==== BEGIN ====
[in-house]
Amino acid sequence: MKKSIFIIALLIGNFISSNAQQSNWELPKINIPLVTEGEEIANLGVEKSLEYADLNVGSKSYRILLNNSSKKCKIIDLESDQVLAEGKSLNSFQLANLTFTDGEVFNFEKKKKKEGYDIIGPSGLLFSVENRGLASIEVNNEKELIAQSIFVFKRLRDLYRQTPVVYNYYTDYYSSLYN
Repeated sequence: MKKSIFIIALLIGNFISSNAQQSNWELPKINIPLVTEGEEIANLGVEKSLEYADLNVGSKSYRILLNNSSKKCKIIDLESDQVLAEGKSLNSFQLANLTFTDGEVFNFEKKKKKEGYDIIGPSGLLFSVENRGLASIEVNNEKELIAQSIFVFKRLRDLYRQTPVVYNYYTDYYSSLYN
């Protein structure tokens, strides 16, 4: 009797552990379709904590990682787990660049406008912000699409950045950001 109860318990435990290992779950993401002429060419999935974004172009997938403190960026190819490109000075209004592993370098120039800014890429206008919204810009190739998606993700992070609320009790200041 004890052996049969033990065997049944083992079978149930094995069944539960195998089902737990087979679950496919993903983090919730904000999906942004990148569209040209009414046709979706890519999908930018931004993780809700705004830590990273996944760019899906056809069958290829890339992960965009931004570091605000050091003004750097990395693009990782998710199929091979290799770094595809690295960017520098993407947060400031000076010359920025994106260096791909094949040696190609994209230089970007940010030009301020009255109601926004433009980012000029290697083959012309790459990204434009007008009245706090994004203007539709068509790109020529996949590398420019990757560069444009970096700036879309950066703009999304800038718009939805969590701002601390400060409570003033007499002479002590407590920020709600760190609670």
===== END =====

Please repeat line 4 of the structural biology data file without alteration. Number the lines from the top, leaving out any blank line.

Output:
């Protein structure tokens, strides 16, 4: 009797552990379709904590990682787990660049406008912000699409950045950001 109860318990435990290992779950993401002429060419999935974004172009997938403190960026190819490109000075209004592993370098120039800014890429206008919204810009190739998606993700992070609320009790200041 004890052996049969033990065997049944083992079978149930094995069944539960195998089902737990087979679950496919993903983090919730904000999906942004990148569209040209009414046709979706890519999908930018931004993780809700705004830590990273996944760019899906056809069958290829890339992960965009931004570091605000050091003004750097990395693009990782998710199929091979290799770094595809690295960017520098993407947060400031000076010359920025994106260096791909094949040696190609994209230089970007940010030009301020009255109601926004433009980012000029290697083959012309790459990204434009007008009245706090994004203007539709068509790109020529996949590398420019990757560069444009970096700036879309950066703009999304800038718009939805969590701002601390400060409570003033007499002479002590407590920020709600760190609670």